Some were passively judgmental, like this one spoken as my daughter ran away from me: “Well, that girl’s got some strong will-power.”

Some were downright blunt: “That child’s out of control.”

No matter the intention of what was said, the comments shot to the core of my issues with an unyielding daughter. On a trip with such promise—buying snacks and wings and nachos for a Super Bowl viewing—it felt like going twelve rounds only to lose the fight in unanimous decision.

 

It was only when I got home and checked up on the #RecoveryPosse on twitter and read of sober Super Bowl viewing experiences that I realized the Costco-sized portion of bliss the trip actually held.

Shopping for the Super Bowl, I never even saw the multiple liquor and beer sales that were placed under my nose—placed exactly where people like me, the stressed-out dad, were sure to see them. The alcohol didn’t even register in my brain as existing, let alone as an option for purchase. I survived the most stressful shopping experience I’ve ever had without noticing, let alone thinking about, the relief that alcohol could give me.

I found my relief that night: sober-eyed, sober-minded, watching and following the greatest comeback in Super Bowl history. My daughter was passed out from her exhaustion upstairs in her crib. I explained to my son how the game of football works, and shared laughs with my wife during commercial breaks.

Bliss is not as hard to come by as people think.

21 Responses to “Bliss in Bulk

  • Great Post, Great Title 🙂

  • Colin Chatburn
    6 months ago

    mixed message here mark.one hand a brief moment thought children might one day help.on the other hand you say(i believe totally)you do not touch drugs.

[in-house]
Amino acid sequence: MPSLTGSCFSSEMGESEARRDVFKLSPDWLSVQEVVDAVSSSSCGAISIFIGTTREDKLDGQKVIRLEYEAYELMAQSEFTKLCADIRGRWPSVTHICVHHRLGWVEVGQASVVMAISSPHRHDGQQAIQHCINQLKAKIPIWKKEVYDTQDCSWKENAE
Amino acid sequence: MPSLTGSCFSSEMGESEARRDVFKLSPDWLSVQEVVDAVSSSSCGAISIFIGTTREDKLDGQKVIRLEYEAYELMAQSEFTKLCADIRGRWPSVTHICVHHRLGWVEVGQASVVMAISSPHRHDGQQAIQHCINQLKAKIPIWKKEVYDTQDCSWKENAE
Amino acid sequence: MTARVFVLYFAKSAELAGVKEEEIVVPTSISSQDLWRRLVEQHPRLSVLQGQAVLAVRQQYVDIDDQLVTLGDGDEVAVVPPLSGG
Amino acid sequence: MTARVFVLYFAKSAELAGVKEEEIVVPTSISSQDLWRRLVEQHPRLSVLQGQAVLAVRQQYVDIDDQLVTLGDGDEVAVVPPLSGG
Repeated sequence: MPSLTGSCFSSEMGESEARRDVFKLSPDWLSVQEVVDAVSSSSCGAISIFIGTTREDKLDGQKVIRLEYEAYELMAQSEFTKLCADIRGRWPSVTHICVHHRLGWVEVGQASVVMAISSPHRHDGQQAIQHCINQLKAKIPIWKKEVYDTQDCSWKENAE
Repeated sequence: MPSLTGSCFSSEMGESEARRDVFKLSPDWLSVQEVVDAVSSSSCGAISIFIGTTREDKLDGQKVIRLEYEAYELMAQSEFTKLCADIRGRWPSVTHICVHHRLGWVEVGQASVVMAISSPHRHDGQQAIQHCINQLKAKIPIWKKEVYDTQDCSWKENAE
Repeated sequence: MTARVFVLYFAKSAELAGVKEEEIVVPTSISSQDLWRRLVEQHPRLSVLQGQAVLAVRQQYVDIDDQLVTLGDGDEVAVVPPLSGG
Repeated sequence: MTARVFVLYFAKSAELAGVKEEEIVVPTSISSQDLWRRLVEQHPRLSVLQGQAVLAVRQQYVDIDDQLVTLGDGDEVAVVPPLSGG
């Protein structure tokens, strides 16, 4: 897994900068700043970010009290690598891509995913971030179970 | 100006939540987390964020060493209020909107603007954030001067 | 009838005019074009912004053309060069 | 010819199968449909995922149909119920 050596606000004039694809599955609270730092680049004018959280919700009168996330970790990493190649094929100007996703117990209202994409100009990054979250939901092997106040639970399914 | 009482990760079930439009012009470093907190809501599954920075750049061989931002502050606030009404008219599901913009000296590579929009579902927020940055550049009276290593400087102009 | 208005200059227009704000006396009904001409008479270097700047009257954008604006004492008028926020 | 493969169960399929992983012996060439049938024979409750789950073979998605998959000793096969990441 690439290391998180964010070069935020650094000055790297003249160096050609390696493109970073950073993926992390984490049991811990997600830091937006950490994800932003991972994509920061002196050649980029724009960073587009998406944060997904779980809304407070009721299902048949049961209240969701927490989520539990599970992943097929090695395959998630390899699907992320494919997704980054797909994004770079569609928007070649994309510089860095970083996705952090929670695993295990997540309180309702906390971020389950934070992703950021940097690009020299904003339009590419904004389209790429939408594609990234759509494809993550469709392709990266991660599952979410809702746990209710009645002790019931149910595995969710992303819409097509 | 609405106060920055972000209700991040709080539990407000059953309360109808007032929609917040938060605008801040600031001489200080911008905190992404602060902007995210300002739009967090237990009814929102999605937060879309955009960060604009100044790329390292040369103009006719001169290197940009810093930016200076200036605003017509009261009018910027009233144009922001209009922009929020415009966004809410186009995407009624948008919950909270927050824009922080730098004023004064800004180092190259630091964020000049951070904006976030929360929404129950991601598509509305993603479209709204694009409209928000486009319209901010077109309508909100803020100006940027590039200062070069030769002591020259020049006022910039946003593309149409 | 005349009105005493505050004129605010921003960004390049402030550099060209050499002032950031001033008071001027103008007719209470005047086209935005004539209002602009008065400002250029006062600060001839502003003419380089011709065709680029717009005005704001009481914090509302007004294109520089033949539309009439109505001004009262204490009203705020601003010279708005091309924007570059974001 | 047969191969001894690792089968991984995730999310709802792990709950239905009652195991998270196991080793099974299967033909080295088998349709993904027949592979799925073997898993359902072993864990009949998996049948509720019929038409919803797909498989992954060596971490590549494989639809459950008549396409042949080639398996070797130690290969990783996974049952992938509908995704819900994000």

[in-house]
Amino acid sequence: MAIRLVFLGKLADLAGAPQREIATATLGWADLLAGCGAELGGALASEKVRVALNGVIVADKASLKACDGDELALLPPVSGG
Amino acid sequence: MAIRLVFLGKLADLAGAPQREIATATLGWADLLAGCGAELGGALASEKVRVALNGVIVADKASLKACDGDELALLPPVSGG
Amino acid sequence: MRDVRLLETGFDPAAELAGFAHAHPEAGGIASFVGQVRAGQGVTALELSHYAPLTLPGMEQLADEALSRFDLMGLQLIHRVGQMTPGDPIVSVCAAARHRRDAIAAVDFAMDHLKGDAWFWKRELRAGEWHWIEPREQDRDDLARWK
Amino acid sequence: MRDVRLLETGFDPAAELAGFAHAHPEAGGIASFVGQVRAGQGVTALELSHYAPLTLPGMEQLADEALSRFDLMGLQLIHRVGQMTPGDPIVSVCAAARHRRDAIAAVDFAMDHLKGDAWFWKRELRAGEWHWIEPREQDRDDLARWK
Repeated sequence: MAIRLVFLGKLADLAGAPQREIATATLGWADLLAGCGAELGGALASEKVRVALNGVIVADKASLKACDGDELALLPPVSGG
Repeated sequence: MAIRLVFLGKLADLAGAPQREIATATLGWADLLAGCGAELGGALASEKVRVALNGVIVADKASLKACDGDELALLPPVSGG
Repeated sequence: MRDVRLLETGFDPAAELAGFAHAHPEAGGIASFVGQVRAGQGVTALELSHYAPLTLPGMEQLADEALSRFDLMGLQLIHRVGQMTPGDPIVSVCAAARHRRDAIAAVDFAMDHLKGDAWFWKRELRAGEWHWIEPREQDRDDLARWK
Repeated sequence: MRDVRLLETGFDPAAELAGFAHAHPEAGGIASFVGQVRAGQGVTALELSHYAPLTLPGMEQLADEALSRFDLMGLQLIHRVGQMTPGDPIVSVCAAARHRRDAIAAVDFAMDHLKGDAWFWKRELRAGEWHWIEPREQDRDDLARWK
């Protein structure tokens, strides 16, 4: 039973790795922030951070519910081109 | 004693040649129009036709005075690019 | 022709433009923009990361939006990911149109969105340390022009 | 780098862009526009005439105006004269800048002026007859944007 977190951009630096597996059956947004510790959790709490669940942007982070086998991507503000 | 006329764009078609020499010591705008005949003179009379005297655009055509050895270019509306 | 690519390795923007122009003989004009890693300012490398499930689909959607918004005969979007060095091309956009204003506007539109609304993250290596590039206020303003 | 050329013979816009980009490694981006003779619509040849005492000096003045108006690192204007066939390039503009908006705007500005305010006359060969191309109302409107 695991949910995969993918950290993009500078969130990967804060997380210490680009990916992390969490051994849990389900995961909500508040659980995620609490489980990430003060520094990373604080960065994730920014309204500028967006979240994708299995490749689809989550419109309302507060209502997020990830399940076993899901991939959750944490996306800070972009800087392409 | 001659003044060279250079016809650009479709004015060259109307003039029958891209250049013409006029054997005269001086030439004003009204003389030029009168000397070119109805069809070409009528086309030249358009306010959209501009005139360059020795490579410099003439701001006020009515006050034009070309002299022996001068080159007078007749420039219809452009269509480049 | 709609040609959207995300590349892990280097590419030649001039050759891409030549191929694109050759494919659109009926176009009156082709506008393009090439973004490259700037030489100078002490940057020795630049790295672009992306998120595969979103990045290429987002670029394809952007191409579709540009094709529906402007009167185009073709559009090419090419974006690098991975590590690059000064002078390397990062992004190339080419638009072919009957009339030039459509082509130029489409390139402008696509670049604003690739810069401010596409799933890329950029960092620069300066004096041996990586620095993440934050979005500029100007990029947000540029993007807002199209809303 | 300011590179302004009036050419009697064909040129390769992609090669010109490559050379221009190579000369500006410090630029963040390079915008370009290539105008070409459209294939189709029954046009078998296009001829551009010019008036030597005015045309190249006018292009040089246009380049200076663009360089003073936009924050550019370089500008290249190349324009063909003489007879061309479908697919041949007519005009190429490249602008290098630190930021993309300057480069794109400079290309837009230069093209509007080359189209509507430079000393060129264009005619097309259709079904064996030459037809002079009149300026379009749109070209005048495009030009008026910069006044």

call me immoral(or soft) but im a firm believer in bribery,candy and ice cream.whatever works.
    fantastic enjoyed that piece

  • Soberinny
    6 months ago

    You continue to amaze me with your writing. You really do find the silver lining in the black cloud. I love how hopeful and awestruck you are in this (at times monotonous and exhausting) life. Thank you!

    • Thanks for your kind reply. I have to admit that I only found hat silver lining like 4 days later. Haha. But I did realized how incredible it is not to have a thought about it for that long.

  • Same here – hate the supermarket, love Costco. But the tables have turned. Now whining and demanding only happens when one of my three adult childen takes ME to Costco.

    You now have something else to look forward to – parental payback! 😄😋😄

    Kudos! 👍

  • Small children should have to sign agreements regarding naps and sleep schedule, witnessed by a Notary.